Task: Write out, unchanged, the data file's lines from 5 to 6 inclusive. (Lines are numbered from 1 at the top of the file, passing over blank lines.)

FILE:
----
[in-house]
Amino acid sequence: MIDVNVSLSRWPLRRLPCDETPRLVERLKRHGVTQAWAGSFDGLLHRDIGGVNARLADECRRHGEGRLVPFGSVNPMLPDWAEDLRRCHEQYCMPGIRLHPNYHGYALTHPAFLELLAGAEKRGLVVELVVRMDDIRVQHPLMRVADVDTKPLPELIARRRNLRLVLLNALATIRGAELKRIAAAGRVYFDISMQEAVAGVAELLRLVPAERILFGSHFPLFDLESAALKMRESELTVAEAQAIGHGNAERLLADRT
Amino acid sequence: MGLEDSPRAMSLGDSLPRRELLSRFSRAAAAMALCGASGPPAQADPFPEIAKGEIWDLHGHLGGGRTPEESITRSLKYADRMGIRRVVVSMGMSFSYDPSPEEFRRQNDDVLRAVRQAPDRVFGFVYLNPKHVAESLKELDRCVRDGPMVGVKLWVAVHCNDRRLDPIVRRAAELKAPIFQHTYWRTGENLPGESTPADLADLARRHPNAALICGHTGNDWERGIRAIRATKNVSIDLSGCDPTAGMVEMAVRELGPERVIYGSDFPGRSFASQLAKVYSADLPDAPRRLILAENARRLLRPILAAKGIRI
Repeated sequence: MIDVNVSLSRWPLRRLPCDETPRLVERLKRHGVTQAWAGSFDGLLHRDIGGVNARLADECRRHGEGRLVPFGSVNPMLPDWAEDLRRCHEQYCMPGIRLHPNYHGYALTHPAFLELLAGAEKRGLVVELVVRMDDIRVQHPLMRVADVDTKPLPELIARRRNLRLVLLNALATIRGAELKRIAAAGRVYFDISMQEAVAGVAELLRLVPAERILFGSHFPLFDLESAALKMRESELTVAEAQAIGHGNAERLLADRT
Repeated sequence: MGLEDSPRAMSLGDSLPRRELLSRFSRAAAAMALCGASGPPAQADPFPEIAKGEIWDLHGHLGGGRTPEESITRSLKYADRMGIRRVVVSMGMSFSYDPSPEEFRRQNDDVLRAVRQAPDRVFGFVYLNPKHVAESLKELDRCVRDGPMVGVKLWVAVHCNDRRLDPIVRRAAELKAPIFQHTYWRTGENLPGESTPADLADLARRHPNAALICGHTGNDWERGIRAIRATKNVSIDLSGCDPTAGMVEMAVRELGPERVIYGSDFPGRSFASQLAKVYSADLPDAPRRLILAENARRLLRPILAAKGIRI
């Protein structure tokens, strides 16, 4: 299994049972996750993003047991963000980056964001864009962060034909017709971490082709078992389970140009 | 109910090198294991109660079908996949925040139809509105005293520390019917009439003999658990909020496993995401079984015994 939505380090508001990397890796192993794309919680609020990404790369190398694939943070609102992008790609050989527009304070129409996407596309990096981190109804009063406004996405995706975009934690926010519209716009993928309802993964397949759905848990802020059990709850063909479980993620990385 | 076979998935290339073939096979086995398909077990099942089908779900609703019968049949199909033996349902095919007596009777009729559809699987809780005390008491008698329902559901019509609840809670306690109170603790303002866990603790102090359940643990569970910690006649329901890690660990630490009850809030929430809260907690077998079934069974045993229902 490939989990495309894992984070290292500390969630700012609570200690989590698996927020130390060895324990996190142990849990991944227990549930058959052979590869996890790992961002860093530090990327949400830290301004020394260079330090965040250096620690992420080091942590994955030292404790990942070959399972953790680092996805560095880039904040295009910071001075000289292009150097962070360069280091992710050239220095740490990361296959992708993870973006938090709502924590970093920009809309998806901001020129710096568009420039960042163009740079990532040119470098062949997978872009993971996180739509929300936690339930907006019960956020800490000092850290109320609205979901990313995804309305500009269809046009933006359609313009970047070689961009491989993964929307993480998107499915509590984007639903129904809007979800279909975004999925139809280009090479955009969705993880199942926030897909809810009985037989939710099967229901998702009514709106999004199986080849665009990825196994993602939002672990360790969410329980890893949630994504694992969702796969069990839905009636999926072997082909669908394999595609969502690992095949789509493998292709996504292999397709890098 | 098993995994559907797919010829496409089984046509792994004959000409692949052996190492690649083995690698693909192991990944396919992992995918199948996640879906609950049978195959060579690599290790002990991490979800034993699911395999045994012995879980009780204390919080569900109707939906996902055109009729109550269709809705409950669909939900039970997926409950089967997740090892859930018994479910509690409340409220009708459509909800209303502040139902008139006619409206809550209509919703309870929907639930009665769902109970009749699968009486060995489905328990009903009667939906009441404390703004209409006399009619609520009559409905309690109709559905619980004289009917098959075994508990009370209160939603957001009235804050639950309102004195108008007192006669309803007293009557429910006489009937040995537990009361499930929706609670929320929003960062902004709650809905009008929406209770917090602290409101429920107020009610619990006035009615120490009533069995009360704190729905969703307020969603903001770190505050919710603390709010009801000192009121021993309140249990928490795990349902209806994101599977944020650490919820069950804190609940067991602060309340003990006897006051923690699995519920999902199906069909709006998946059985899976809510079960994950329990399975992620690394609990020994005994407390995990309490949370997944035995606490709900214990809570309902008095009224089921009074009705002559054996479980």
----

Repeated sequence: MGLEDSPRAMSLGDSLPRRELLSRFSRAAAAMALCGASGPPAQADPFPEIAKGEIWDLHGHLGGGRTPEESITRSLKYADRMGIRRVVVSMGMSFSYDPSPEEFRRQNDDVLRAVRQAPDRVFGFVYLNPKHVAESLKELDRCVRDGPMVGVKLWVAVHCNDRRLDPIVRRAAELKAPIFQHTYWRTGENLPGESTPADLADLARRHPNAALICGHTGNDWERGIRAIRATKNVSIDLSGCDPTAGMVEMAVRELGPERVIYGSDFPGRSFASQLAKVYSADLPDAPRRLILAENARRLLRPILAAKGIRI
């Protein structure tokens, strides 16, 4: 299994049972996750993003047991963000980056964001864009962060034909017709971490082709078992389970140009 | 109910090198294991109660079908996949925040139809509105005293520390019917009439003999658990909020496993995401079984015994 939505380090508001990397890796192993794309919680609020990404790369190398694939943070609102992008790609050989527009304070129409996407596309990096981190109804009063406004996405995706975009934690926010519209716009993928309802993964397949759905848990802020059990709850063909479980993620990385 | 076979998935290339073939096979086995398909077990099942089908779900609703019968049949199909033996349902095919007596009777009729559809699987809780005390008491008698329902559901019509609840809670306690109170603790303002866990603790102090359940643990569970910690006649329901890690660990630490009850809030929430809260907690077998079934069974045993229902 490939989990495309894992984070290292500390969630700012609570200690989590698996927020130390060895324990996190142990849990991944227990549930058959052979590869996890790992961002860093530090990327949400830290301004020394260079330090965040250096620690992420080091942590994955030292404790990942070959399972953790680092996805560095880039904040295009910071001075000289292009150097962070360069280091992710050239220095740490990361296959992708993870973006938090709502924590970093920009809309998806901001020129710096568009420039960042163009740079990532040119470098062949997978872009993971996180739509929300936690339930907006019960956020800490000092850290109320609205979901990313995804309305500009269809046009933006359609313009970047070689961009491989993964929307993480998107499915509590984007639903129904809007979800279909975004999925139809280009090479955009969705993880199942926030897909809810009985037989939710099967229901998702009514709106999004199986080849665009990825196994993602939002672990360790969410329980890893949630994504694992969702796969069990839905009636999926072997082909669908394999595609969502690992095949789509493998292709996504292999397709890098 | 098993995994559907797919010829496409089984046509792994004959000409692949052996190492690649083995690698693909192991990944396919992992995918199948996640879906609950049978195959060579690599290790002990991490979800034993699911395999045994012995879980009780204390919080569900109707939906996902055109009729109550269709809705409950669909939900039970997926409950089967997740090892859930018994479910509690409340409220009708459509909800209303502040139902008139006619409206809550209509919703309870929907639930009665769902109970009749699968009486060995489905328990009903009667939906009441404390703004209409006399009619609520009559409905309690109709559905619980004289009917098959075994508990009370209160939603957001009235804050639950309102004195108008007192006669309803007293009557429910006489009937040995537990009361499930929706609670929320929003960062902004709650809905009008929406209770917090602290409101429920107020009610619990006035009615120490009533069995009360704190729905969703307020969603903001770190505050919710603390709010009801000192009121021993309140249990928490795990349902209806994101599977944020650490919820069950804190609940067991602060309340003990006897006051923690699995519920999902199906069909709006998946059985899976809510079960994950329990399975992620690394609990020994005994407390995990309490949370997944035995606490709900214990809570309902008095009224089921009074009705002559054996479980």